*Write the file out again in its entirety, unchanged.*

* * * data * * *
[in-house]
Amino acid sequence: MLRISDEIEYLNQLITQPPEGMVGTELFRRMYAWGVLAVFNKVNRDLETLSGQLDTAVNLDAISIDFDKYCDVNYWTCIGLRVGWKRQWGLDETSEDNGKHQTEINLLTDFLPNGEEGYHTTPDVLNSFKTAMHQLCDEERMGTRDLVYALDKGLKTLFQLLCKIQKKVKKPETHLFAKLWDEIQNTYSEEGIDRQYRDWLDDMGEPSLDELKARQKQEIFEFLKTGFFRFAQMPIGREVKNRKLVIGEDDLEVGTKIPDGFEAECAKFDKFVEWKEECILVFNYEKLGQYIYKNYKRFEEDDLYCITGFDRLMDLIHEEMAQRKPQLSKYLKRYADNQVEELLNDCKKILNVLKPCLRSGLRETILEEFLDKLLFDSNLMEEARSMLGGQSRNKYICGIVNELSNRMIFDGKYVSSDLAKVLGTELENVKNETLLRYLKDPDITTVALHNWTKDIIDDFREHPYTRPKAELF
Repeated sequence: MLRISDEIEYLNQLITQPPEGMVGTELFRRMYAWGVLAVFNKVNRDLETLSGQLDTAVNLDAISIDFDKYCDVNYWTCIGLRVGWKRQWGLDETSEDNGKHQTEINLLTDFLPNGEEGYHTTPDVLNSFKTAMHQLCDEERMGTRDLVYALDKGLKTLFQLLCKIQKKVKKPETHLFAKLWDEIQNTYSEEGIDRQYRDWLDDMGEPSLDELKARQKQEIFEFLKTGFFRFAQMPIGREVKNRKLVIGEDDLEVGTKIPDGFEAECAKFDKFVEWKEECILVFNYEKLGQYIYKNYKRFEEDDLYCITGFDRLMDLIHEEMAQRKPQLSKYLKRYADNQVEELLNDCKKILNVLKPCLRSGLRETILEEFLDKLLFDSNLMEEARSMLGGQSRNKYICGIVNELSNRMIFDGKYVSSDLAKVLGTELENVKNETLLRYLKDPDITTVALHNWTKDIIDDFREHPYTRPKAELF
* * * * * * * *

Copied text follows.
[in-house]
Amino acid sequence: MLRISDEIEYLNQLITQPPEGMVGTELFRRMYAWGVLAVFNKVNRDLETLSGQLDTAVNLDAISIDFDKYCDVNYWTCIGLRVGWKRQWGLDETSEDNGKHQTEINLLTDFLPNGEEGYHTTPDVLNSFKTAMHQLCDEERMGTRDLVYALDKGLKTLFQLLCKIQKKVKKPETHLFAKLWDEIQNTYSEEGIDRQYRDWLDDMGEPSLDELKARQKQEIFEFLKTGFFRFAQMPIGREVKNRKLVIGEDDLEVGTKIPDGFEAECAKFDKFVEWKEECILVFNYEKLGQYIYKNYKRFEEDDLYCITGFDRLMDLIHEEMAQRKPQLSKYLKRYADNQVEELLNDCKKILNVLKPCLRSGLRETILEEFLDKLLFDSNLMEEARSMLGGQSRNKYICGIVNELSNRMIFDGKYVSSDLAKVLGTELENVKNETLLRYLKDPDITTVALHNWTKDIIDDFREHPYTRPKAELF
Repeated sequence: MLRISDEIEYLNQLITQPPEGMVGTELFRRMYAWGVLAVFNKVNRDLETLSGQLDTAVNLDAISIDFDKYCDVNYWTCIGLRVGWKRQWGLDETSEDNGKHQTEINLLTDFLPNGEEGYHTTPDVLNSFKTAMHQLCDEERMGTRDLVYALDKGLKTLFQLLCKIQKKVKKPETHLFAKLWDEIQNTYSEEGIDRQYRDWLDDMGEPSLDELKARQKQEIFEFLKTGFFRFAQMPIGREVKNRKLVIGEDDLEVGTKIPDGFEAECAKFDKFVEWKEECILVFNYEKLGQYIYKNYKRFEEDDLYCITGFDRLMDLIHEEMAQRKPQLSKYLKRYADNQVEELLNDCKKILNVLKPCLRSGLRETILEEFLDKLLFDSNLMEEARSMLGGQSRNKYICGIVNELSNRMIFDGKYVSSDLAKVLGTELENVKNETLLRYLKDPDITTVALHNWTKDIIDDFREHPYTRPKAELF